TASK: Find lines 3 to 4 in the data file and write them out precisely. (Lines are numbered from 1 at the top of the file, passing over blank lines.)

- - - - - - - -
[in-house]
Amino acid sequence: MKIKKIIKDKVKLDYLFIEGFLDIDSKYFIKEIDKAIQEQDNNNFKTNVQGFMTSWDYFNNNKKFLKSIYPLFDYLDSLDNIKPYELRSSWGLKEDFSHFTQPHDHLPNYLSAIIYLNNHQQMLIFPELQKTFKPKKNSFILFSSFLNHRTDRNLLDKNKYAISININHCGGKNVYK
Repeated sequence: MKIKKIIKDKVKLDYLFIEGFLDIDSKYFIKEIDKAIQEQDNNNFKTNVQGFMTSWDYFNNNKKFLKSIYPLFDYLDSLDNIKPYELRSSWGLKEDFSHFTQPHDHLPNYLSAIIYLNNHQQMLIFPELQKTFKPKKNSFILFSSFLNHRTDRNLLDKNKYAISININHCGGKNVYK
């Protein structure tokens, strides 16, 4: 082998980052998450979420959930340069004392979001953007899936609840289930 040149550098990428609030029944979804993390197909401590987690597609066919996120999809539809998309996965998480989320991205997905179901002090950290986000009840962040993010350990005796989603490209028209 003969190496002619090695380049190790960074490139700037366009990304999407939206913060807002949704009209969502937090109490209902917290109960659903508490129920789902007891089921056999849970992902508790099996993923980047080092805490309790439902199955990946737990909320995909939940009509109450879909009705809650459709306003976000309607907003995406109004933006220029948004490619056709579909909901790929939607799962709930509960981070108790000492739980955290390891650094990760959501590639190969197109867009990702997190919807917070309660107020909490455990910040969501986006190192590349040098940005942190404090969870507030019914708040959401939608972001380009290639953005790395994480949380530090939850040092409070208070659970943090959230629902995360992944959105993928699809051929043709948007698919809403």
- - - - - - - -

Repeated sequence: MKIKKIIKDKVKLDYLFIEGFLDIDSKYFIKEIDKAIQEQDNNNFKTNVQGFMTSWDYFNNNKKFLKSIYPLFDYLDSLDNIKPYELRSSWGLKEDFSHFTQPHDHLPNYLSAIIYLNNHQQMLIFPELQKTFKPKKNSFILFSSFLNHRTDRNLLDKNKYAISININHCGGKNVYK
């Protein structure tokens, strides 16, 4: 082998980052998450979420959930340069004392979001953007899936609840289930 040149550098990428609030029944979804993390197909401590987690597609066919996120999809539809998309996965998480989320991205997905179901002090950290986000009840962040993010350990005796989603490209028209 003969190496002619090695380049190790960074490139700037366009990304999407939206913060807002949704009209969502937090109490209902917290109960659903508490129920789902007891089921056999849970992902508790099996993923980047080092805490309790439902199955990946737990909320995909939940009509109450879909009705809650459709306003976000309607907003995406109004933006220029948004490619056709579909909901790929939607799962709930509960981070108790000492739980955290390891650094990760959501590639190969197109867009990702997190919807917070309660107020909490455990910040969501986006190192590349040098940005942190404090969870507030019914708040959401939608972001380009290639953005790395994480949380530090939850040092409070208070659970943090959230629902995360992944959105993928699809051929043709948007698919809403």